If you plan to let your Ancestry.com subscription lapse for a while, but you want to continue to work with your online trees, consider taking these steps:
1. Download a copy of every record that you’ve attached to your ancestors’ individual files on Ancestry.com. Do this by opening the image of the record, click on the Save/Saved button at the upper right, and click Save to your computer. I suggest doing this even if you don’t foresee letting your subscription go in the near future.
2. Save each record in an organized, findable way on your computer. I recommend using a consistent system to organize these, which I explain in the free Family History: Genealogy Made Easy podcast, in episodes 32-33. (Genealogy Gems Premium website members have access to a 2-part video tutorial on organizing their hard drives.) If you don’t have a consistent way to organize these document images, you’ll soon become overwhelmed with files that all sort of look the same and you won’t be sure what year they are or which ancestors they pertain to without opening each one!
(What about cloud storage options, such as Google Drive or Dropbox? That’s ok, too, although I recommend using these platforms more as temporary or backup storage or to share with relatives, rather than as your primary storage. Instead, I recommend investing in cloud-based backup for your home computer. I use Backblaze personally and for my business.)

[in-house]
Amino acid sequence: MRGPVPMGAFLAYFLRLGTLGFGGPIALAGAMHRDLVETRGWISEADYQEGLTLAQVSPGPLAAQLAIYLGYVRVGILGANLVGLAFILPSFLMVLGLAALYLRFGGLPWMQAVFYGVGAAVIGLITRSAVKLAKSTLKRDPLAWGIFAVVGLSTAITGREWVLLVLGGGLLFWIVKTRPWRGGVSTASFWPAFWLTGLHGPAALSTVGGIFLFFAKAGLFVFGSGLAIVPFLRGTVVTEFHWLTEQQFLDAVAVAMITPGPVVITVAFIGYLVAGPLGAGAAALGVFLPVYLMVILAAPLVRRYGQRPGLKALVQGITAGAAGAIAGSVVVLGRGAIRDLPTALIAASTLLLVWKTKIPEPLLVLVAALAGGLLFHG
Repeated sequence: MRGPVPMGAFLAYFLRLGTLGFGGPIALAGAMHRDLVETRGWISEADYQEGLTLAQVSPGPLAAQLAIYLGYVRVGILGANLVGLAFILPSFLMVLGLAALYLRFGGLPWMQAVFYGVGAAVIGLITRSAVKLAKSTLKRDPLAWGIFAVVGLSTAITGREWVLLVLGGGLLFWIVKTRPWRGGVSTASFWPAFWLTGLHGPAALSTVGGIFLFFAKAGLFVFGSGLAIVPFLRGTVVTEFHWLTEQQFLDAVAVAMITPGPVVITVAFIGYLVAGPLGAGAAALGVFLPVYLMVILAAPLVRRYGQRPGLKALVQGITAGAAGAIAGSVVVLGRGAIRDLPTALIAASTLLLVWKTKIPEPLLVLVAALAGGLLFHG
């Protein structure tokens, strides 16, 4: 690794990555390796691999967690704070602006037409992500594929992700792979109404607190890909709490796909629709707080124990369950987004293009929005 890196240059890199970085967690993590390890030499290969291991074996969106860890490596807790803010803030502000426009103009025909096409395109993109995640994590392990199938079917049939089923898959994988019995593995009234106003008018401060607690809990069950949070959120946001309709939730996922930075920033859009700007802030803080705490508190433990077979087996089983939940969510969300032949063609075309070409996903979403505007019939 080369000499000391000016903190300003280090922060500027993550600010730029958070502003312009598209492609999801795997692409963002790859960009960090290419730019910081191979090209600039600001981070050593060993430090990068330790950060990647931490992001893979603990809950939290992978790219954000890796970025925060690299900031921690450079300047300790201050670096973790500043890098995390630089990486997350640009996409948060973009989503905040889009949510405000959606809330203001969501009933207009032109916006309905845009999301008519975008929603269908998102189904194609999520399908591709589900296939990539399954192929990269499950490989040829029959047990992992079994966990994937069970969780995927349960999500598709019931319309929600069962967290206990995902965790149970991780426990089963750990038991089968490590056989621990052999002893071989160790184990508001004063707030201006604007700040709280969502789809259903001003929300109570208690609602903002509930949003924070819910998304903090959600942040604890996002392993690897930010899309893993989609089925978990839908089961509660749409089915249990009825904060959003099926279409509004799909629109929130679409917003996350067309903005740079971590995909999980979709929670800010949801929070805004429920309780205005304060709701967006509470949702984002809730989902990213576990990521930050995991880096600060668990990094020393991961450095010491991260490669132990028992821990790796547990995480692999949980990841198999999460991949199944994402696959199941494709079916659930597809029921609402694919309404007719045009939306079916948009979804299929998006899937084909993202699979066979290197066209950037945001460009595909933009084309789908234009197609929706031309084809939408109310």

3. Download copies of your Ancestry.com trees. Click here for instructions; it’s really easy. Yes, Ancestry does continue to maintain your trees, but what guarantees do you have? Data loss does happen even on big websites, and sites change their practices and policies sometimes. If that happens, you could lose all the information you’ve carefully added to your tree.
4. Start using computer software for your “master family tree” instead of keeping it online. A “master family tree” is your most complete, up-to-date version of your tree (or trees, if you build separate ones for separate family lines). Keeping your master tree on your own computer keeps all your tree data at your fingertips without any subscription required. Having one master file matters even more once you start sharing your tree on other websites or with relatives.
I use RootsMagic, and that is why I happily agreed to them sponsoring my Genealogy Gems Podcast. It works for Mac and the PC. I like its affordability: there’s a free version you can try for as long as you like, and the full software will cost you the same as about 90 days of access to Ancestry.com. And RootsMagic has solid relationships with the major genealogy sites: it now syncs with your trees on Ancestry.com and FamilySearch.org, and you can research records on MyHeritage.com and Findmypast.com. RootsMagic has tons of advanced features to help you create family history charts, books, and reports, and a great user support community online.